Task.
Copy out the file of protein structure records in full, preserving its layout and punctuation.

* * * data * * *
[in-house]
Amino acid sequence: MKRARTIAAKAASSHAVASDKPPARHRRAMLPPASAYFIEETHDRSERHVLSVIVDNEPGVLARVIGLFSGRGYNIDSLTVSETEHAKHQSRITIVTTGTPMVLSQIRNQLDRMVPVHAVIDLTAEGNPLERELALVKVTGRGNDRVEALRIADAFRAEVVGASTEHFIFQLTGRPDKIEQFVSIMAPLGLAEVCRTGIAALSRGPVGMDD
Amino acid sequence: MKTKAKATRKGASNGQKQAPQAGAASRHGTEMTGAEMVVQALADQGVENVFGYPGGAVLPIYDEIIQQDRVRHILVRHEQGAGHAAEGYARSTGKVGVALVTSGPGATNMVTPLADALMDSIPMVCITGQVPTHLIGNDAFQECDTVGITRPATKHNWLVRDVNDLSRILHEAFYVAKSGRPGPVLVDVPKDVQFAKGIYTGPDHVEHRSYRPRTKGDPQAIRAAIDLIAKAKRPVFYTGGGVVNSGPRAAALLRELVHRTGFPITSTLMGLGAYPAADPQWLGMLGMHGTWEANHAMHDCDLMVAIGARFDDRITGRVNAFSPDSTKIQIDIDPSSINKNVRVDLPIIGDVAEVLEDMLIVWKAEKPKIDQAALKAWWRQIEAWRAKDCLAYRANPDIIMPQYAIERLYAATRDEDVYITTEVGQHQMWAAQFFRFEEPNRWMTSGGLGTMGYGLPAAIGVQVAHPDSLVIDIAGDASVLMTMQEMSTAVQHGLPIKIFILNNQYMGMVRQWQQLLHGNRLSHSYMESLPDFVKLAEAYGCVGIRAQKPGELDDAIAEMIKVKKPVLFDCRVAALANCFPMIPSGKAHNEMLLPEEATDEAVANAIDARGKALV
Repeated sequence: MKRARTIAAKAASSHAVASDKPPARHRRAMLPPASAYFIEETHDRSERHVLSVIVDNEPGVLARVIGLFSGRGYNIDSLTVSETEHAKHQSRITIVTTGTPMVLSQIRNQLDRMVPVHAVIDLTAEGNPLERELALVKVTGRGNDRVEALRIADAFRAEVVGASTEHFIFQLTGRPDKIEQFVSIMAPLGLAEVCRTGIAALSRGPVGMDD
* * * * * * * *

[in-house]
Amino acid sequence: MKRARTIAAKAASSHAVASDKPPARHRRAMLPPASAYFIEETHDRSERHVLSVIVDNEPGVLARVIGLFSGRGYNIDSLTVSETEHAKHQSRITIVTTGTPMVLSQIRNQLDRMVPVHAVIDLTAEGNPLERELALVKVTGRGNDRVEALRIADAFRAEVVGASTEHFIFQLTGRPDKIEQFVSIMAPLGLAEVCRTGIAALSRGPVGMDD
Amino acid sequence: MKTKAKATRKGASNGQKQAPQAGAASRHGTEMTGAEMVVQALADQGVENVFGYPGGAVLPIYDEIIQQDRVRHILVRHEQGAGHAAEGYARSTGKVGVALVTSGPGATNMVTPLADALMDSIPMVCITGQVPTHLIGNDAFQECDTVGITRPATKHNWLVRDVNDLSRILHEAFYVAKSGRPGPVLVDVPKDVQFAKGIYTGPDHVEHRSYRPRTKGDPQAIRAAIDLIAKAKRPVFYTGGGVVNSGPRAAALLRELVHRTGFPITSTLMGLGAYPAADPQWLGMLGMHGTWEANHAMHDCDLMVAIGARFDDRITGRVNAFSPDSTKIQIDIDPSSINKNVRVDLPIIGDVAEVLEDMLIVWKAEKPKIDQAALKAWWRQIEAWRAKDCLAYRANPDIIMPQYAIERLYAATRDEDVYITTEVGQHQMWAAQFFRFEEPNRWMTSGGLGTMGYGLPAAIGVQVAHPDSLVIDIAGDASVLMTMQEMSTAVQHGLPIKIFILNNQYMGMVRQWQQLLHGNRLSHSYMESLPDFVKLAEAYGCVGIRAQKPGELDDAIAEMIKVKKPVLFDCRVAALANCFPMIPSGKAHNEMLLPEEATDEAVANAIDARGKALV
Repeated sequence: MKRARTIAAKAASSHAVASDKPPARHRRAMLPPASAYFIEETHDRSERHVLSVIVDNEPGVLARVIGLFSGRGYNIDSLTVSETEHAKHQSRITIVTTGTPMVLSQIRNQLDRMVPVHAVIDLTAEGNPLERELALVKVTGRGNDRVEALRIADAFRAEVVGASTEHFIFQLTGRPDKIEQFVSIMAPLGLAEVCRTGIAALSRGPVGMDD